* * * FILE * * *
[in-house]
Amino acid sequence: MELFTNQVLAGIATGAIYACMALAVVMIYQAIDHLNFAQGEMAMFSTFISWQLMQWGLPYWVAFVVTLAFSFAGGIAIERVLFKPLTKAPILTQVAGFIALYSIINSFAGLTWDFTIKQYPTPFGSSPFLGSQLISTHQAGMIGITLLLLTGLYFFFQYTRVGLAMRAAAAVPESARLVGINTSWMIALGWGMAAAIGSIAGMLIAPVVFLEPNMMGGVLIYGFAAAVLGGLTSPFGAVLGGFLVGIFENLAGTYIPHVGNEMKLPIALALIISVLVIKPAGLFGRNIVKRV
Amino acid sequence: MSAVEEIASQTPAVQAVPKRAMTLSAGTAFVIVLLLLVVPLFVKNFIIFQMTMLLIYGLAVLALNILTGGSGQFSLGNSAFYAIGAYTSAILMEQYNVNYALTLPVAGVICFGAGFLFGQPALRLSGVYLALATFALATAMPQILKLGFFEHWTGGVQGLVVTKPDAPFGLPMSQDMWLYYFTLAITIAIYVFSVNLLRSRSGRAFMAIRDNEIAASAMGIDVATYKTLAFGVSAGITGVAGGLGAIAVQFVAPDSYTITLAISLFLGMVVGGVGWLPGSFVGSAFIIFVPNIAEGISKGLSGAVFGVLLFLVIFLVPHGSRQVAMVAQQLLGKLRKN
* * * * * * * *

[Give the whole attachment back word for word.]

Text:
[in-house]
Amino acid sequence: MELFTNQVLAGIATGAIYACMALAVVMIYQAIDHLNFAQGEMAMFSTFISWQLMQWGLPYWVAFVVTLAFSFAGGIAIERVLFKPLTKAPILTQVAGFIALYSIINSFAGLTWDFTIKQYPTPFGSSPFLGSQLISTHQAGMIGITLLLLTGLYFFFQYTRVGLAMRAAAAVPESARLVGINTSWMIALGWGMAAAIGSIAGMLIAPVVFLEPNMMGGVLIYGFAAAVLGGLTSPFGAVLGGFLVGIFENLAGTYIPHVGNEMKLPIALALIISVLVIKPAGLFGRNIVKRV
Amino acid sequence: MSAVEEIASQTPAVQAVPKRAMTLSAGTAFVIVLLLLVVPLFVKNFIIFQMTMLLIYGLAVLALNILTGGSGQFSLGNSAFYAIGAYTSAILMEQYNVNYALTLPVAGVICFGAGFLFGQPALRLSGVYLALATFALATAMPQILKLGFFEHWTGGVQGLVVTKPDAPFGLPMSQDMWLYYFTLAITIAIYVFSVNLLRSRSGRAFMAIRDNEIAASAMGIDVATYKTLAFGVSAGITGVAGGLGAIAVQFVAPDSYTITLAISLFLGMVVGGVGWLPGSFVGSAFIIFVPNIAEGISKGLSGAVFGVLLFLVIFLVPHGSRQVAMVAQQLLGKLRKN